Love exiles take on unfair immigration laws

25th June 2004, Comments 0 comments

Holland championed equal rights with the introduction of same-sex marriages, but when it comes to immigration law, many countries still treat gay and lesbian couples as "legal strangers". Love Exiles is a new foundation in the Netherlands which campaigns for immigration rights for sex-same couples.

Many countries still treat gay and lesbian couples as "legal strangers"

It's a sunny Sunday and about 30 people have gathered to talk and exchange experiences all around one topic; immigration rights of same-sex couples.

There are very few countries where the rights of a same-sex partner are recognised. In the rest of the world "committed partners are for all intents and purposes legal strangers," according to Love Exiles.

In a world where homosexuality is still illegal in many countries, this is unfortunately not a surprise.

The Love Exiles Foundation was set up by Martha McDevitt-Pugh to address the discrimination faced by same-sex couples and their families, especially in the area of immigration.

"I started Love Exiles when I was doing a course on self-expression and leadership," explains McDevitt-Pugh.

"We looked at our lives; what worked and what didn't. I suddenly saw that the fact that I couldn't choose to live in my own country didn't work for me. I was angry about having to choose between my job/home/family/friends and being with my partner. I felt rejected by my own country. I saw that if I didn't do something about it my future was to become a resigned and bitter person."

Love Exiles offers a community form of support to lesbian, gay, bisexual and transgender bi-national couples who have had to chose, or are considering, exile in order to live together as a couple.

The foundation also helps to educate the public by bringing the issues facing these couples and their families into the media as often as possible as well as run a comprehensive website with tables of the legal situation for many of the EU countries and links to help organisations.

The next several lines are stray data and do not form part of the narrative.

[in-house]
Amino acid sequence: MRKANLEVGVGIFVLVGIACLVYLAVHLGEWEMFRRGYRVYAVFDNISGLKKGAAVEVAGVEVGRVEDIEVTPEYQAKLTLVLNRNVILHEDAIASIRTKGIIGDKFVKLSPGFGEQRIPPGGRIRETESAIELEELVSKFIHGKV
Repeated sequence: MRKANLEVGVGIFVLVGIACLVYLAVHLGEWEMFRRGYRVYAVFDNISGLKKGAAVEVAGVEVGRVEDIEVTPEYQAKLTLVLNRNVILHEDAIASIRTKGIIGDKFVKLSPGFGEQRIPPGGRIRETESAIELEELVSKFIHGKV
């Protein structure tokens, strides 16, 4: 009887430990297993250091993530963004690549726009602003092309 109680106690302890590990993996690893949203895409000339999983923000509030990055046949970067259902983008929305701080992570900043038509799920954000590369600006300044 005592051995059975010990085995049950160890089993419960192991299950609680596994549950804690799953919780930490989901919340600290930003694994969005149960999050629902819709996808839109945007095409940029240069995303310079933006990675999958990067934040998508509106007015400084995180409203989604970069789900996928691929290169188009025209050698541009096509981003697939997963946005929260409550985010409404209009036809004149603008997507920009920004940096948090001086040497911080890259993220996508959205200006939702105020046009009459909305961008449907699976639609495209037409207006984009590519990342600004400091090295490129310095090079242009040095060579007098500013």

Martha and Lin celebrate their big day in Amsterdam Photo: Gon Buurman

Some sobering statistics: In the Netherlands, same-sex couples can marry, in nine other EU countries some steps are being taken to open up civil marriage or registered partnership, 16 countries allow their own citizens to sponsor their same-sex partner or spouse as legal immigrants, in 176 countries same-sex couples have no rights to live legally with their partners.

And to complicate things further, even in the US where some states have chosen to allow same-sex marriages, the laws governing immigration are federal – so no luck there either.

Even within the relatively advanced EU, there are five different forms of legal marriage or partnerships; each with differing levels of rights, making the whole process for bi-national same-sex couples a minefield.

Take Jane and Diana, a long-standing US/UK couple who wanted to live together in the UK. In the UK you have to be able to show you have lived together for two years to be considered a registered partner and for immigration purposes. The US was not an option, so where do you go?

"We had to move to Argentina for two years so we could go to the UK," Jane says, laughing. "Being gay taught us Spanish, it could have been Greenland, but they wanted women for different reasons."

The ironic, humorous twist to most of the tales belies some serious heartache and anger.

"I met Lin 22 years ago in Amsterdam," says founder McDevitt-Pugh.